Scottish National Dictionary (1700–)

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FEER, v. Also feir, fier, fere, fear, †pheer, †veer. To make the first guiding furrow in ploughing. Gen.Sc., obsol. in wm.Sc. Also in Eng. dial. Vbl.n. feerin, the act of making the first furrow; the first furrow made. More rarely, the part of the rig ploughed clockwise round the feerin. Often attrib. Abd. 1735  J. Arbuthnot Buchan Farmers (1811) 87:
The best way is to pheer the braes once about and then set the plough betwixt the two furrows.
  Ib. 84:
There will only be a convenient hollow left for the next pheering.
Sc. 1801  Farmer's Mag. 51:
The ploughman . . . pares a furrow slice from the north side of said ridge: turning left about, in returning east he pares a furrow slice from the south side of the same ridge: which ridge we shall therefore denominate the feiring ridge.
Sc. 1846  J. Baxter Libr. Pract. Agric. I. 257:
Spaces for ploughing, called feerings, of generally thirty yards in width are marked off.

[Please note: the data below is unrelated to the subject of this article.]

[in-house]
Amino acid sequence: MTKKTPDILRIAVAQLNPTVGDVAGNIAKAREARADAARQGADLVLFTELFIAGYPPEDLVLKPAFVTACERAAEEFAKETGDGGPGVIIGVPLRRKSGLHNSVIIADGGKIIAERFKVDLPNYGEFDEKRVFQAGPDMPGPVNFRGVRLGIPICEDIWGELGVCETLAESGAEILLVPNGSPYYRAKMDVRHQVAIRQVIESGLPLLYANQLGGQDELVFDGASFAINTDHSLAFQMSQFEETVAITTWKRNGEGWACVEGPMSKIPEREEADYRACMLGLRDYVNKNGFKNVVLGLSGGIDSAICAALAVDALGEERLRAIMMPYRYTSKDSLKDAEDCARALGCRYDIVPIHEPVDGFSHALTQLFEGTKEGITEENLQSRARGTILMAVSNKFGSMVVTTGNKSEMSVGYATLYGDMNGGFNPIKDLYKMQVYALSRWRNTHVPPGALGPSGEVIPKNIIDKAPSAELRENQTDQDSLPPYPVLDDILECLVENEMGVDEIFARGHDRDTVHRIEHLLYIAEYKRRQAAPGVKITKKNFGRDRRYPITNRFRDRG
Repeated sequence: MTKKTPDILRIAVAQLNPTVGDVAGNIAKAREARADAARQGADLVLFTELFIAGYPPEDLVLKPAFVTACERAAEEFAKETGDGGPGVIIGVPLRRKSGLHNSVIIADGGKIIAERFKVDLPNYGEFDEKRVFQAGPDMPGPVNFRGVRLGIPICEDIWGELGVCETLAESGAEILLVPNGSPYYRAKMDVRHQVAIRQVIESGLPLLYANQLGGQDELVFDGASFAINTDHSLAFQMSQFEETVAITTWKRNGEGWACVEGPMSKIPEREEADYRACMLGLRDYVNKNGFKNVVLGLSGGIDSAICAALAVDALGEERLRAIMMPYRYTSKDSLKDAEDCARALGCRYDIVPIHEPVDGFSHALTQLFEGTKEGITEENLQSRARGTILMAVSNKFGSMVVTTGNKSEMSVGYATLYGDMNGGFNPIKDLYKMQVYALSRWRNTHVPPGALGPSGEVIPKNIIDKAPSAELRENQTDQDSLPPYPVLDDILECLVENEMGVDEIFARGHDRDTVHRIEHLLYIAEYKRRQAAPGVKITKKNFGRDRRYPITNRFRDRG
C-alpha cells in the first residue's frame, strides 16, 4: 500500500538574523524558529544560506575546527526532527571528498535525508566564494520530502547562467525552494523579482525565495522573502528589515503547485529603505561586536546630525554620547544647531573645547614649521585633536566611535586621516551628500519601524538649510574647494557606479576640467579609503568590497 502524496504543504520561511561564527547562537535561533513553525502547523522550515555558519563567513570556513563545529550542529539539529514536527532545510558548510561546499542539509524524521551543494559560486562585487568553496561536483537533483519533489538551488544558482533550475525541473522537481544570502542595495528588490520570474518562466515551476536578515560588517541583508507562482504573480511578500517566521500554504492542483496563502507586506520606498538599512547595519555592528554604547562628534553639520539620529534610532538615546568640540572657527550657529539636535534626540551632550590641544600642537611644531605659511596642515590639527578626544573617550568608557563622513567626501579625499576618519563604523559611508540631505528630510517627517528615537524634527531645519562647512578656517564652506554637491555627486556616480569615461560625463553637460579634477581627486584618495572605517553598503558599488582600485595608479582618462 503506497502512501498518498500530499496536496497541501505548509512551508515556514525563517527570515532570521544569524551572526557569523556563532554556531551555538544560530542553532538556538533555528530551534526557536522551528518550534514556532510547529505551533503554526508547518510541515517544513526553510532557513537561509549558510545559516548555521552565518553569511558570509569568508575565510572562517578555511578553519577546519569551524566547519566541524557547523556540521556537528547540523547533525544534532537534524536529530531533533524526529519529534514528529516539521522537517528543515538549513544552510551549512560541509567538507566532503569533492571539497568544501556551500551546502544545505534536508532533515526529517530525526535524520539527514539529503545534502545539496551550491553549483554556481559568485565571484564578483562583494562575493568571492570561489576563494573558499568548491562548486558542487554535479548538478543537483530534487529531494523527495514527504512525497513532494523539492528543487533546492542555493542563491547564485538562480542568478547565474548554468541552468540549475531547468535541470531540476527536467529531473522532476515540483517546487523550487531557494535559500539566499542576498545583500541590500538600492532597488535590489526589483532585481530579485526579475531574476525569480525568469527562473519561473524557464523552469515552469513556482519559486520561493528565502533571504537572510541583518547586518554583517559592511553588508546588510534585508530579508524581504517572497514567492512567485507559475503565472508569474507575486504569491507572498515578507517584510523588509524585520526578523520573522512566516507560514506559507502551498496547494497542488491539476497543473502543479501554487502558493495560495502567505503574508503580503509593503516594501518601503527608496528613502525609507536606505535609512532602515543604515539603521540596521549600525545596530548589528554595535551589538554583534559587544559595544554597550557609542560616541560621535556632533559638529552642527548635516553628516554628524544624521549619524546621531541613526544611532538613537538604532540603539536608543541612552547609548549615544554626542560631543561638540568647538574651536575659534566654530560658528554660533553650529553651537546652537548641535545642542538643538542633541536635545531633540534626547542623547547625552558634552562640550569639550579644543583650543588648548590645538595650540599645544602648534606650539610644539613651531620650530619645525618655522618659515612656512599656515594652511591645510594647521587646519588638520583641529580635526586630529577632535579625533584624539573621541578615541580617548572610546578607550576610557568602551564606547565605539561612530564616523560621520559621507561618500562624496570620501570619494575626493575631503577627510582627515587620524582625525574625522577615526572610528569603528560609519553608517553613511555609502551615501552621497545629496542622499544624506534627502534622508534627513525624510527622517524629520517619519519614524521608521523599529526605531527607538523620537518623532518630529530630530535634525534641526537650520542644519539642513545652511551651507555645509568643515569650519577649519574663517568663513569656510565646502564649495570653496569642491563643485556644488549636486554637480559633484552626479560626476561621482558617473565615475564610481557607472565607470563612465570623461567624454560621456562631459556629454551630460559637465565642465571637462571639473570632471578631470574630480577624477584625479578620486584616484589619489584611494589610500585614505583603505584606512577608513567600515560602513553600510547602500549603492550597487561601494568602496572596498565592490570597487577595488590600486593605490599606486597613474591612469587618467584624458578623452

Abd. 1877  W. Alexander Rural Life 37:
From the practice of “feering” always in the crown of the rig and “gathering” to the same point, the tendency was to pile up the ploughed land in a series of long narrow mounds.
Rxb. 1918  Kelso Chron. (12 July) 2:
The farmer immediately commenced “feering” to prepare the ground for turnips.
Knr. 1925  “H. Haliburton” Horace 82:
As plooman-lads wi' steady grup Draw oot their feerin!
Rnf. 1953  Port Gsw. Express (23 Jan.):
The prize for straightest furrows, and the prize for best feerings.

Hence feerin pole, one of the poles set up by ploughmen as guides in drawing their first furrow (Sc. 1834 Quarterly Jnl. Agric. V. 446). Gen.Sc. Also fig. Sc. 1862  J. Wilson Farming II. 206:
The ploughman . . . erects his three or more feiring poles perfectly in line.
Hdg. 1889  J. Lumsden Lays Linton 59:
A red and blue table cover attached with cart nails to a pheerin pole.
Rxb. 1917  Jedburgh Gazette (18 May):
Drag Chain, 4 Feering Poles, 5 Hemels.
Sc. 1930  W. Bell Rip Van Scotland 138:
Ye ploughmen of the lea-rigs! — Let your feering poles be directed to Edinburgh at the next election.
Ork. 1931  J. Leask Peculiar People 92:
An inch-tape and feering pole, the one to test the straightness of his furrow, the other its varying depth and width.
Lth. 1949  Scotsman (12 Nov.):
Rig Marker; Feering Poles; Potato Plough.

[North.Mid.Eng. fere, O.E. frian, to cut a furrow, from furh furrow].

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"Feer v.". Dictionary of the Scots Language. 2004. Scottish Language Dictionaries Ltd. Accessed 20 Oct 2018 <http://www.dsl.ac.uk/entry/snd/feer>

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